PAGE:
FIRST TO BLINK
And on the rain-slick road in front of me
white-staring staring me down
daring me down not moving
luminous in the moment in the car headlight
taking me in
taking my lethal metal jacket in
and not moving facing me down
claw gripping carcase
pinning me down
till I blink brake swerve
into the risk of oncoming
lifts upward like a leaf
letting go of gravity
curd of mist
of white ash
dissolving to night to drizzle
blurring to peripheral
letting me run
leaving me smeared
furred and bloody
on the road
Fishing the Khabur River, Syria
This was once our sacred river,
so sacred that we were forbidden
even to drink from it.
Yet today we fish in it.
See Youssef there, waist-deep,
straddling mid-stream, braced against
the current under the arching bridge
where the river swirls quicker, darker
in curdled eddies that chunter the pebbles
shuttling forward and catch whatever
rattles snagging downstream.
See how his back tenses, his muscles
defined beneath his splashed didashah,
one arm reaching out, the other anchored
with twined sisal to the bank-side, and he’s
stretching and straining, his fingers seeking
beneath the chilled depths in a leaning feel,
the water suddenly muddied as if by blood.
And he has one. A heaving haul, struggling
to make it secure, dragging in – heavy, slow –
fumbling its slipping dip, and passing it back
to the bank-side down our line of men where
they lift it, up and over, then across, one after
the other, wet forms glistening silvery
till placed with dignity face down.
Four times today we have done this –
Omar, Khalid, Sayeed, Ahmed –
and now the boy Mohammed.
But for Rasha and Almira, our mothers,
it is too much. They drop their heads, turn
backs, and melt away home,
their abayas closing in on them
like closed doors as they go.
Surely Allah has forsaken us.
See these five,
hands tied behind backs
where the bullets found their zero.
In the gene-and-protein-laced saline
dark of our cores where we’re drawn
toward one another, a calculus runs,
out of all consciousness – and it isn’t
ours, this gift in us for tracking
the arcs of each other’s lips coming close,
for plotting the docking of tongues – it is
the same genius honing the ocelot’s
pounce, choreographing the balletic
dip-turns of swallows, lathing
the leaps of dolphins . . . It can derive
the contour through time of our touch
as it graphs us from inside, mapping
the possible into the moments ahead,
toward our confluence, fluid nexus
where feeling and meaning meet. Invisible
under the skin, there are adjustments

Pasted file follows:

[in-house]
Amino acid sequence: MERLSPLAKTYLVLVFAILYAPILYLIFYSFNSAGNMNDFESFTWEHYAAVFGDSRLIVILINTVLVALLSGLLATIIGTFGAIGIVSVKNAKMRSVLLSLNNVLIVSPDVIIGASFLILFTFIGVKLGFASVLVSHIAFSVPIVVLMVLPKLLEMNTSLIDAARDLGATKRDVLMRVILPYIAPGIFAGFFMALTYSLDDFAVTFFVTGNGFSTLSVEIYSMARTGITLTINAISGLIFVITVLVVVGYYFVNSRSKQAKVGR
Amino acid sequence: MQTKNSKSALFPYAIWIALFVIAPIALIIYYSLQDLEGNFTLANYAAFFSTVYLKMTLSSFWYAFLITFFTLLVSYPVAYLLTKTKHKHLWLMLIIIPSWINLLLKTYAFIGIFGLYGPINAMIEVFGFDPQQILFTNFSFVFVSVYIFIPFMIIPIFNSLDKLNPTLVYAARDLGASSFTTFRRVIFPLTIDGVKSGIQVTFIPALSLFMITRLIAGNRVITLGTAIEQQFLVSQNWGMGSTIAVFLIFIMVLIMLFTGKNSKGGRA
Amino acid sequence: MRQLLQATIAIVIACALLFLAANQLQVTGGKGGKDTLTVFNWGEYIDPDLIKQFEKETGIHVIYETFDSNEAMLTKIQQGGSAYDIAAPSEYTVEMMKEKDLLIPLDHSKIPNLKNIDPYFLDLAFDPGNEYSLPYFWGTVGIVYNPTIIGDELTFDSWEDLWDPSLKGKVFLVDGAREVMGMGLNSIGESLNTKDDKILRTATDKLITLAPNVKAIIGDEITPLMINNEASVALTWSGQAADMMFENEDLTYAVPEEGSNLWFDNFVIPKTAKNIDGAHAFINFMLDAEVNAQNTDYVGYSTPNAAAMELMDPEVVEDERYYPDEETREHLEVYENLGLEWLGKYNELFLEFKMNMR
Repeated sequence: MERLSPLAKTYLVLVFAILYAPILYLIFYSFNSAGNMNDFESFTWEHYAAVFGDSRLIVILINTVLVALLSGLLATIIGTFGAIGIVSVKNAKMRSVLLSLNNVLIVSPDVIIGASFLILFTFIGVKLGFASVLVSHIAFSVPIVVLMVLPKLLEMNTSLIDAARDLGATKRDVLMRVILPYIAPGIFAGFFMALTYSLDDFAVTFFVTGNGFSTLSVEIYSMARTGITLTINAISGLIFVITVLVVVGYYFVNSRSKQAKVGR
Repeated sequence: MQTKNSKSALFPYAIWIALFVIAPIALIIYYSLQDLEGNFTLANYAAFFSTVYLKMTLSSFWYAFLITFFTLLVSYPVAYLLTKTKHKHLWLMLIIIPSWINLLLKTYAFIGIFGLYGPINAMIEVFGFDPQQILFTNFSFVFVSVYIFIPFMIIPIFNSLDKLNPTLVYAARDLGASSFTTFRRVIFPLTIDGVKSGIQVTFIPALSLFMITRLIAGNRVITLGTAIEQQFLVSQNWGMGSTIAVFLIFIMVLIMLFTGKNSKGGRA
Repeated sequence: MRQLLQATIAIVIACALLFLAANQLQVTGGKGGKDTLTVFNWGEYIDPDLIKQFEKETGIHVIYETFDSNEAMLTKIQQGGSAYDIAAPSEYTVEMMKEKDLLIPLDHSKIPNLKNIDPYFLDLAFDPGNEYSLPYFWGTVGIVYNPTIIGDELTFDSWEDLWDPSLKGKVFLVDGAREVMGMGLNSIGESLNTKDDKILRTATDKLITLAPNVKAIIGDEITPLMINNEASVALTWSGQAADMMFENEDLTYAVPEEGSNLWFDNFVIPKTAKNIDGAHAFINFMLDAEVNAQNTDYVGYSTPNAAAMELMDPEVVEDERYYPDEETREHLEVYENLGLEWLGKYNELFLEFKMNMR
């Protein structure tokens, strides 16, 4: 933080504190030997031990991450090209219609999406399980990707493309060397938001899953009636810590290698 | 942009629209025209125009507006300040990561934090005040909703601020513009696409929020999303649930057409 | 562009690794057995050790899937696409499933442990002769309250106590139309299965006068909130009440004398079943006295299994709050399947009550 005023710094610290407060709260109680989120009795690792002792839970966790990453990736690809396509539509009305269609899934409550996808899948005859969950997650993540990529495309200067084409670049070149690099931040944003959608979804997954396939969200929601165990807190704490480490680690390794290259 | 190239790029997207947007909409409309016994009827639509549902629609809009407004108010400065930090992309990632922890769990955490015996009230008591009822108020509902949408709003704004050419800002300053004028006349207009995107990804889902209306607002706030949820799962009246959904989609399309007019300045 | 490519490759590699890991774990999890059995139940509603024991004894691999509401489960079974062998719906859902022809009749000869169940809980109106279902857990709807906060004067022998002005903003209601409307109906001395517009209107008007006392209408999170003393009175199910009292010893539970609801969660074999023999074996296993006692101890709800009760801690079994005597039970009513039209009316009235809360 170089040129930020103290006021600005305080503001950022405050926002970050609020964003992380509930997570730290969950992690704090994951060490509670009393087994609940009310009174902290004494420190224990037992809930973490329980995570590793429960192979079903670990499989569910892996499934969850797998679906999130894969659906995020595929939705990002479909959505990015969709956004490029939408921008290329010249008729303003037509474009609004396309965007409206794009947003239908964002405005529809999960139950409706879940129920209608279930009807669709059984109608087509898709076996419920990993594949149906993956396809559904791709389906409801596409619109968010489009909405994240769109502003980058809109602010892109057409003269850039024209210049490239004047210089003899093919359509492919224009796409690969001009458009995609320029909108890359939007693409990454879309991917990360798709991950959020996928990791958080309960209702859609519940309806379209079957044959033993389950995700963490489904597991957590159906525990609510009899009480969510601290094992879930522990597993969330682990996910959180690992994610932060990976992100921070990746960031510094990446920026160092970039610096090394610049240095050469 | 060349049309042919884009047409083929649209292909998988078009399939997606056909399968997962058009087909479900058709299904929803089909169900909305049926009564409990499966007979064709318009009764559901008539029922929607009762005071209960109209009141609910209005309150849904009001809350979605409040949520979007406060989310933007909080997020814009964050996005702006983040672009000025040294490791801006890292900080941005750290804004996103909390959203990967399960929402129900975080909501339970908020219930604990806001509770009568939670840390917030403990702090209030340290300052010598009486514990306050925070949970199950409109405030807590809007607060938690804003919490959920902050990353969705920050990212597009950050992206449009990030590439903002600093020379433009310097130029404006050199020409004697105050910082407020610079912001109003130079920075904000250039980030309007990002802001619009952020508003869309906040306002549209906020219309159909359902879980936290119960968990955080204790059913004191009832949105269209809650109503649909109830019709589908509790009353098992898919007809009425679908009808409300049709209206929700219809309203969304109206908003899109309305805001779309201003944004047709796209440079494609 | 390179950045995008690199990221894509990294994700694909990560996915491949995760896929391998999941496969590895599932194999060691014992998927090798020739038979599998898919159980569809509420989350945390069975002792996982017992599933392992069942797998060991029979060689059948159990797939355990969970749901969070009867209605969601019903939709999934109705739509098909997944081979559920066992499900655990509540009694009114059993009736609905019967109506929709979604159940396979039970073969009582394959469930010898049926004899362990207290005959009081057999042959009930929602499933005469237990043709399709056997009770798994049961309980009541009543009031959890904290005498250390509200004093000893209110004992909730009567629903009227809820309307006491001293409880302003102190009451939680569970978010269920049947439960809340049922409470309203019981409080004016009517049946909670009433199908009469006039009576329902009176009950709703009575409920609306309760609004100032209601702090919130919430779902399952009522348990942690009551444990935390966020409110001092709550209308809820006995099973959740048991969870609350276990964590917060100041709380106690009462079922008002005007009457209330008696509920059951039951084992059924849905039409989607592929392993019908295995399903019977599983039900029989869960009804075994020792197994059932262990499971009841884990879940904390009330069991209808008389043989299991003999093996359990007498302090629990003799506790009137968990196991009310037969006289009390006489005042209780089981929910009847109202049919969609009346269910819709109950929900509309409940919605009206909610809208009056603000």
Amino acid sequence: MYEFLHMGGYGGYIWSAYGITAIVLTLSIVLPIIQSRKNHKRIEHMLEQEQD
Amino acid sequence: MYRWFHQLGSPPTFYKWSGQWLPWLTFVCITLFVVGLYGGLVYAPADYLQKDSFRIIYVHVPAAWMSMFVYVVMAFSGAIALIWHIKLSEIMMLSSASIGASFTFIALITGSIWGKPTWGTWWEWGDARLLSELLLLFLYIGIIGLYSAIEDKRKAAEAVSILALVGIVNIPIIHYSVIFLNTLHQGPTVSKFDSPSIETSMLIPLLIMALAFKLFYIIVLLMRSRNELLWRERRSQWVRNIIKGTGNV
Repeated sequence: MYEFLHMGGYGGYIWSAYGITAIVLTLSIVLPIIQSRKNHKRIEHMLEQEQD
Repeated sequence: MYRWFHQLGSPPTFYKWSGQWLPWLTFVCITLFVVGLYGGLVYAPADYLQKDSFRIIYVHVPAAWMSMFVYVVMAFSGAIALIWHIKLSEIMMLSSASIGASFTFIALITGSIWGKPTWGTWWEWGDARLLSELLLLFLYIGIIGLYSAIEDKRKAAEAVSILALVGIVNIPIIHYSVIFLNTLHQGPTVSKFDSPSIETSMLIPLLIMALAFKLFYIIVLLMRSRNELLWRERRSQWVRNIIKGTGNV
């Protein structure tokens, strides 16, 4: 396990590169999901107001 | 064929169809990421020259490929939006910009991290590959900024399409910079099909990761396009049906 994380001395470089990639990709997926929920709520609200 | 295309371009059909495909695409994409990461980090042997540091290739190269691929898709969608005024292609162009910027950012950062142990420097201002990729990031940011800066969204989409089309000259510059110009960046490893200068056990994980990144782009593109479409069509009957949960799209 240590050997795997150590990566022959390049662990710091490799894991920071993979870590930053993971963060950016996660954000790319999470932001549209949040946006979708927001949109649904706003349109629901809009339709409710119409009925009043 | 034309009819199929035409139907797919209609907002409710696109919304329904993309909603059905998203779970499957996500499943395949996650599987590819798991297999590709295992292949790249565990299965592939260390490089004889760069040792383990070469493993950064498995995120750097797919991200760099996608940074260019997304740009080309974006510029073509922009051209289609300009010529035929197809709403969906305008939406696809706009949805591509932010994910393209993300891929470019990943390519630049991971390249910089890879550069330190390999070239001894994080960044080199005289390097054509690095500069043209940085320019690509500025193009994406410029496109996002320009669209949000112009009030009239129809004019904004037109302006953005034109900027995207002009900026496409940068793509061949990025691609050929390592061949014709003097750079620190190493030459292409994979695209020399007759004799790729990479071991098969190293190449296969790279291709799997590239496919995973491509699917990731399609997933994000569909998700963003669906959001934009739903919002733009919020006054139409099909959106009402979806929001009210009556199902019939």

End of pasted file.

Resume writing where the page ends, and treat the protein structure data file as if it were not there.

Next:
subtle as in the wings of peregrines
while in near-suicide plummet
toward hot-blooded sustenance. Such is
desire’s complex precision – imagine
this apparatus, weightless, translucent,
braiding the helices of our wants
beneath our awareness, weaving us,
the rivers we are, into our convergence,
our intricate swirls of silts, our crisscross
dazzle of currents . . . And it will
ever be missed by us, though we live
and search and kiss by its secret
axioms, its silent eloquence – elegant
integral of fierceness and care, give
and seize, love and hunger, selfless
offering and that essential despair.
JOINT FOURTH PRIZE
Entering the room
easy chairs, table,
vase of fragrant
in perfect order,
before that door
opened; before trivial
across the threshold;
thoughts made wispy
in that perfect
oneness of objects
communed with itself.
JOINT FOURTH PRIZE
Where did I lose the blue felt glasses case,
yellow-stitched with my daughter’s erratic precision?
It was in my loose pocket
as our party walked Auschwitz,
the mausoleums of hair and shoes, callipers and spectacles,
then the first, workshop gas chamber.
It was clutched love in the Birkenau afternoon
along slide rule tracks
to the chamber-troughs at the birch line.
Even in night returning past The Ramp
where they’d divided the useful from the weak and young
it was never quite overwhelmed.
Not then, but now I hope, perhaps,
it was not lost on the coach, or in my room
or the hotel bar’s two-beer sanctuary
but its yellow star-crossings are somewhere
in the barbed acres, somewhere there
is my daughter’s stubborn kindness.
JOINT FOURTH PRIZE
A cautious boy. They called him ‘chicken’
because he wouldn’t be drawn into picking
the short straw, to dash on railway lines
or dart across the road for a childish dare.
He played the cello at school. His frail
uncertain fingers unsteady on the strings,
a long gold slur of chords burring round
the playground in the diffident heat.
Outside, girls skipping, the crump of tennis balls,
a laze of bees bumbling the dusty window.
He grew tall, strong armed, and wanted more
than Dvorak and Vivaldi, wanted to belong
to the boys who taunted his timid past,
yearned for excitement, the thrill of action.
No chicken now. A soldier sweeping mines,
detector held out rigid as a bow
in his steady hand, the weight of others’ lives
pressed down on his young shoulders.
No chicken as he stepped onto the scrubland,
as his feathers unravelled, his wings flew,
and the hero of his blood scattered
like ghost-notes into the arid air.
JOINT FOURTH PRIZE
I will write peace on your wings and you will fly all over the world.
Red-crowned cranes bob their splash
of colour in the monochrome landscape
of the Japanese winter on Hokkaido island
in the snow.
They follow every mirrored prancing step
in synchrony, black legs elegantly dancing,
long black necks curling fluid sibilance
with every bow.
Forever is the theme that fills their ballet,
every jump and wingspread black and white
an echo of their voices taking turns to call,
the other sure and certain in the turn and float.
Close on the magic thousand gather here,
breath misting upward from their skyward bills.
they stand to still their dance and fold their wings,
while far away cross the world, Excel is busy
with the arms fair in full flow,
and pink paper cranes hang on strings to fill the quiet air
in the restaurant below.